Wednesday, October 22, 2014

The 8 Key Fire Truck Money Questions - #6

The 6th fire truck money question is about your choices.

What options are there when borrowing money for a fire truck?

You have a lot of choices and options when buying a fire truck. Many more than when you borrow money for a car or house which offer standard terms and the only difference is the rate and fees.

Here are some common fire truck financing options:

  • Term.  This is the amount of time you have to pay back the money you borrow.  For fire trucks, the options are from 3 to 15 years.
  • Payment Frequency.  This is how often you pay the payment.  You can pay monthly, quarterly, semi-annually (twice a year) or annually (once a year).
  • Down payment.  This is what you are required to invest in the truck along with the loan.  For fire trucks, no down payment is usually required.
  • Payment Timing.  This is when you pay the payment each year.  You can schedule a payment anytime that fits your budget.
  • Skip Year Payment.  You can skip an entire budget year before making your first payment.
  • Step Payment.  You can have lower payments in the beginning for common circumstances such as you are paying off an existing loan, you are waiting for new tax revenues to be collected, or you are waiting for budget increases.


There are many choices and options when financing a fire truck.  It makes fire truck financing much more complex.  Each choice can either cost or save your department thousands of dollars.

Stay safe!
John R. Hill
First Bankers

Wednesday, October 15, 2014

The 8 Key Fire Truck Money Questions - #5

The next money question is:

What should we expect when we borrow money for our new fire truck?

Borrowing for a fire truck in unlike borrowing money for a car or home.  It's more complex, with more options, and has to follow the IRS rules (if you want to qualify for lower tax-exempt rates).

First, there is a credit review process

You'll be asked to provide financial reports of your department.  If you are a municipality like a town, city, county, fire district, or township, you'll be asked to provide recent audits.  If you are a volunteer fire department (a not-for-profit like a 501c3), you'll be asked to provide the IRS form 990's you are required to file with the IRS each year.

Your information will be reviewed for creditworthiness and suggestions on better and cheaper financing alternatives.

Then, the financing contract is signed

You'll be provided with a financing contract which includes the terms, conditions, and payment you've agreed to.  You must follow IRS rules regarding borrowing money which includes public notices and public hearings.  Your attorney will also be involved to ensure you are following the local and state rules.

The penalties for not following the rules are quite severe.  You may lost your exempt status or the interest rate will be dis-qualified.  Regardless, an error will cost a lot of time, trouble, and money.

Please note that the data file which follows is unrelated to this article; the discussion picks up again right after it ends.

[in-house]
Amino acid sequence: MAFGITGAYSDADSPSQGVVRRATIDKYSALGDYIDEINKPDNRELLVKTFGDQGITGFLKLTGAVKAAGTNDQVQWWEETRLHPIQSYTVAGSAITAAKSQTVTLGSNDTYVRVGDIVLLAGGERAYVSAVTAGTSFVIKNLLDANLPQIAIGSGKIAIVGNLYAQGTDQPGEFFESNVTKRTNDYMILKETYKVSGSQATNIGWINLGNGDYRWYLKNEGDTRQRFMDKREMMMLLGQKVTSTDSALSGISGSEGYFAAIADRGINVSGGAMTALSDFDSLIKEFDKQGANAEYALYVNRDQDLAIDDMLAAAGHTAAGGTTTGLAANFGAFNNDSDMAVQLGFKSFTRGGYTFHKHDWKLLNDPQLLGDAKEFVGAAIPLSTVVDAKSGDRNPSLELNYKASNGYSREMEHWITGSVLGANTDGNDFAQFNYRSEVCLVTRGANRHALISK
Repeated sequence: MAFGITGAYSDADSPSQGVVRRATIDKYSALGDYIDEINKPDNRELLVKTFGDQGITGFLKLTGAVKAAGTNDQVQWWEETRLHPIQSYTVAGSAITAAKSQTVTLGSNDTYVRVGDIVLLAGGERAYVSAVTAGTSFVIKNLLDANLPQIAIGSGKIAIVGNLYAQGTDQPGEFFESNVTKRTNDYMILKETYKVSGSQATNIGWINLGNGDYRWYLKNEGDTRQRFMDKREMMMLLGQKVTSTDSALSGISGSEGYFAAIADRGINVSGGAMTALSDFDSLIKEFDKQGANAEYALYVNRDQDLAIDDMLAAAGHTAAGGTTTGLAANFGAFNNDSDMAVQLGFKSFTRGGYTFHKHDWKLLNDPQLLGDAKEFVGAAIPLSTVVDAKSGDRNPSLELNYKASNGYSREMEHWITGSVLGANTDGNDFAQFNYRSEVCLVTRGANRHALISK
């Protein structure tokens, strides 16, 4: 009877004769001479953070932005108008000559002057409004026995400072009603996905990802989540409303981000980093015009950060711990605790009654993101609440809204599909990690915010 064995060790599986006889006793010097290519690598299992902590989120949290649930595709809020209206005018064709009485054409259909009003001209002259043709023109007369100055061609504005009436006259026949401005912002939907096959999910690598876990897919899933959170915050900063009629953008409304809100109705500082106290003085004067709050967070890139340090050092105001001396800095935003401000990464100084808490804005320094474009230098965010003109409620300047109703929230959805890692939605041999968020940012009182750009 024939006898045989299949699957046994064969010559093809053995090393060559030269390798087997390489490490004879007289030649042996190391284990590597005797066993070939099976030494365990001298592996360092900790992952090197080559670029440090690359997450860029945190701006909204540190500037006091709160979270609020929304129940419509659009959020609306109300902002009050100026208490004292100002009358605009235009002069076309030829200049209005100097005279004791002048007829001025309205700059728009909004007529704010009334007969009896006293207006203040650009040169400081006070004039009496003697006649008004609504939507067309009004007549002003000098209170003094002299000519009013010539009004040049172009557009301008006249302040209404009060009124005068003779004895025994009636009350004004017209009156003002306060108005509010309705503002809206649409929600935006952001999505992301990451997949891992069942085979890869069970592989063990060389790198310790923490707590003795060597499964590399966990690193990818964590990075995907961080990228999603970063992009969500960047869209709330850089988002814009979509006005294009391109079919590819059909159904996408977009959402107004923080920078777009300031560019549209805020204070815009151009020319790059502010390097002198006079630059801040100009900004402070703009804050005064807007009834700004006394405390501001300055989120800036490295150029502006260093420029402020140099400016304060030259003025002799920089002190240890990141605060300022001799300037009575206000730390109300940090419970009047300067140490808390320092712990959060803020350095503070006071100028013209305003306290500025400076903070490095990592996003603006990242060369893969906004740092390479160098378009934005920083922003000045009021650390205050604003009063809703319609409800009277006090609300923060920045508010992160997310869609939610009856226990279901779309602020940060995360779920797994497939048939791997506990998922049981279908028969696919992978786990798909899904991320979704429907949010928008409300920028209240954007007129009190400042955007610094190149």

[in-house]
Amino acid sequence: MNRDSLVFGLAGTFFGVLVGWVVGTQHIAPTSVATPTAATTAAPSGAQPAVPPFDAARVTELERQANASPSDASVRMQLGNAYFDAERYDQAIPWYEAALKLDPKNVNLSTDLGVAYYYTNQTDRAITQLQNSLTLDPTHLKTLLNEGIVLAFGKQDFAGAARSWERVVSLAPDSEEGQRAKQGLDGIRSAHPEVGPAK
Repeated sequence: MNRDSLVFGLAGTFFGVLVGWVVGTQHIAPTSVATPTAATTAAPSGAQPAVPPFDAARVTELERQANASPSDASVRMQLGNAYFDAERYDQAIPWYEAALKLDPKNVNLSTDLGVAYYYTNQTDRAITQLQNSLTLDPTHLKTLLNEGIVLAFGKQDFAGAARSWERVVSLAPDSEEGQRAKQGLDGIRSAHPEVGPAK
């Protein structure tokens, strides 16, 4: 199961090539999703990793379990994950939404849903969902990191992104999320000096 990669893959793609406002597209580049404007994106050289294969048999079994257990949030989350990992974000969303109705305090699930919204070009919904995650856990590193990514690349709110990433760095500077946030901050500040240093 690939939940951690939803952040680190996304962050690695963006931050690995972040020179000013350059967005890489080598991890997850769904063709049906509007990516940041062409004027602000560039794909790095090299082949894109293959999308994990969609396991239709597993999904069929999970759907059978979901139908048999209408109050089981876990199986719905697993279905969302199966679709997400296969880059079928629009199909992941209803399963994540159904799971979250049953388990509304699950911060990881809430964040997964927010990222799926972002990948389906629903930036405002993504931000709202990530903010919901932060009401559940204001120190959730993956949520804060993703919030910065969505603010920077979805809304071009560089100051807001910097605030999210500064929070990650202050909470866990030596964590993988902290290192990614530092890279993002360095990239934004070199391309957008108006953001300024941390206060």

Borrowing money for a fire truck is a unique financing experience.  There are a lot of choices and rules to follow.  It's best to work with someone who has this specific experience to avoid costly mistakes.

Stay safe!
John R. Hill
First Bankers

Wednesday, October 8, 2014

The 8 Key Fire Truck Money Questions - #4

The 4th Key question is:

What should I know about borrowing money for a fire truck?

 A corollary to this question is:  How do I not mess up?

Preparation is the key to answering this question wisely.  

And that means developing a success criteria for your fire department such as:

  • How will we define the best financing choice (lowest cost, best budget fit, lowest payment, flexible terms)?
  • What information will we request to make selection easier and simpler?
  • What are the "must-haves" and must-not-haves" in financing offers?

Why this question is so important

Financing a fire truck is expensive. For a $300,000 truck, borrowing cost can total $50,000 or even $100,000 based on the choices you make.

Preparation comes from your past fire truck financing experience (you can't draw upon car or home financing as they are much different), neighboring departments, and online information.


Take the time to think this through.  Too often, I talk with departments who spent literally thousands of man hours on specing the truck but spend minutes on financing.  With the costs so high, a mistake can hurt your department financially for years to come.

Stay safe!
John R. Hill
First Bankers

Wednesday, October 1, 2014

The 8 Key Fire Truck Money Questions - #3

The 3rd question is highly connected to last week's question.  And the 3rd question is:

How do we pay for this truck?

The source of money to buy a fire truck can only come from 3 possible sources.  Or a combination of some or all of them.

The 3 sources of funding to buy a fire truck are:

  • Money you have.  This can be money your department has saved up for this purchase.  Or it can be money included in a capital budget for this fiscal year.  Regardless, it's money you can write a check to buy the truck.
  • Money you borrow.  This is money you get from someone else and have to pay it back.  Your budget must be tied to how much you can afford to pay back.
  • Money you get.  This is a grant or other donation sufficient to buy a truck.  You are not expected to pay anything back.  It's important to know what restrictions are attached to the grant if you need other funds (primarily borrowed funds) to fully buy the truck.


Paying for a new fire truck is simple.  There is only 3 sources of how you can pay for the truck.  Budgeting your truck is highly correlated to your funding sources.

Stay safe!
John R. Hill
First Bankers